Russian strike kills 20 fleeing civilians in east Syria: monitor

Smoke billows from buildings following a reported air strike on Ain Tarma in the Eastern Ghouta area, a rebel stronghold east of the Syrian capital, on October 2, 2017. (File photo by AFP)
Updated 04 October 2017
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Russian strike kills 20 fleeing civilians in east Syria: monitor

BEIRUT: A Russian air strike killed at least 20 civilians on Wednesday as they tried to cross the Euphrates river to escape fighting in eastern Syria’s Deir Ezzor province, a monitor said.
The Syrian Observatory for Human Rights, a Britain-based monitor, said children were among those killed as they tried to cross the river aboard rafts, escaping from areas where Russian-backed regime forces are battling the Daesh group.
Two campaigns are being fought against the jihadist group in east Deir Ezzor, with one on the western side of the Euphrates river that slices diagonally across the province led by Syrian troops and backed by ally Russia.
The second is being fought by the US-backed Syrian Democratic Forces, an alliance of Kurdish and Arab fighters, on the eastern bank of the river.
The Observatory relies on a network of sources inside Syria and says it determines whose planes carry out raids according to type, location, flight patterns and munitions used.
The group has reported hundreds of civilians killed in operations against Daesh in Deir Ezzor and neighboring Raqqa province, where the SDF is fighting with US support to capture the former jihadist bastion Raqqa city.
On Tuesday, the Observatory said a US-led coalition strike in Raqqa killed at least 18 civilians.
The coalition says it takes all measures possible to avoid civilian casualties and that it investigates all credible allegations.
Last month, it acknowledged the deaths of over 700 civilians in its strikes in Syria and Iraq since 2014.
Russia has not acknowledged any civilian deaths in its strikes since its intervened in Syria’s war in 2015 and dismisses the Observatory’s reporting as biased.
The deaths in Deir Ezzor on Wednesday prompted outrage from the opposition Syrian National Coalition which described the incident as a “heinous crime.”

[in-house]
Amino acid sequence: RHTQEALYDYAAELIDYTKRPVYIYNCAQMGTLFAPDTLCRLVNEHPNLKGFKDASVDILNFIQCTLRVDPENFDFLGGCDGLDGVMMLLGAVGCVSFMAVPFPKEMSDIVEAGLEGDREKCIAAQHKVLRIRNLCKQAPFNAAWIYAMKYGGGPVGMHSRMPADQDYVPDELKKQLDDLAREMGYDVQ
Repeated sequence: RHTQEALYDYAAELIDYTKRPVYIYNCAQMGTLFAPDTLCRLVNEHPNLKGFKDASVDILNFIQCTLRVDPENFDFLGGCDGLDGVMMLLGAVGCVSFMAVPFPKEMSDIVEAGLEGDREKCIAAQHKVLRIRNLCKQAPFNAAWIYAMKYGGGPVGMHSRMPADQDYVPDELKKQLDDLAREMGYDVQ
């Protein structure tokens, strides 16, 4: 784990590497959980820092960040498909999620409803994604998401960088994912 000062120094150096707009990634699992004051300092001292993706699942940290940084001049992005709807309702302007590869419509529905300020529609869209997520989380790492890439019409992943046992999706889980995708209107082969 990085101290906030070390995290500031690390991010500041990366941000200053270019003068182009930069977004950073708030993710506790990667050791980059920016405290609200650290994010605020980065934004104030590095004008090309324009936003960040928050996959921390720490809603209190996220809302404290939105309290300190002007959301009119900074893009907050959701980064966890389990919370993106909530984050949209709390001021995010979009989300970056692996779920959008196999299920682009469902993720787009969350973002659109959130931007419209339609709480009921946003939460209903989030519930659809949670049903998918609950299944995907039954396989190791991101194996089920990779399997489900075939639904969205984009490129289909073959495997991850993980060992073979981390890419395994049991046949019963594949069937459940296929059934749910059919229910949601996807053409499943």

More than 330,000 people have been killed in Syria since the conflict began in March 2011 with anti-government protests.


Russia to send modern S-300 missile defense systems to Syria

Updated 24 September 2018
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Russia to send modern S-300 missile defense systems to Syria

  • President Vladimir Putin has ordered additional security measures after a Syrian Soviet-era S-200 air defence missile shot down a Russian military plane by mistake
  • Russia will transfer the modern S-300 air defence system to the Syrian armed forces within two weeks

MOSCOW: Moscow will bolster Syria's air defence with a S-300 system and jam radars of military planes striking from off the coast of the Mediterranean following the downing of a Russian plane, its military chief said.
Defence Minister Sergei Shoigu said that President Vladimir Putin has ordered additional security measures after a Syrian Soviet-era S-200 air defence missile shot down a Russian military plane by mistake, killing 15, in an incident last week that Moscow blames on Israel.
"This has pushed us to adopt adequate response measures directed at boosting the security of Russian troops" in Syria, Shoigu said in a televised statement.
"(Russia will) transfer the modern S-300 air defence system to the Syrian armed forces within two weeks."
Syrian military had already been trained to use the system, which was set to be sent over in 2013 but was held up "at the request of Israel," Shoigu said.
"In regions near Syria over the Mediterranean Sea, there will be radio-electronic suppression of satellite navigation, on-board radar systems and communication systems of military aviation attacking objects on Syrian territory."
Moscow says Israeli F-16 planes which struck Latakia in western Syria on September 17 later used the landing Russian Il-20 surveillance plane as a "cover," which resulted in the Il-20 being struck by a Syrian air defence missile.
"We are certain that the realisation of these measures will cool the 'hot heads' and will keep them from poorly thought-out actions which threaten our servicemen," Shoigu said.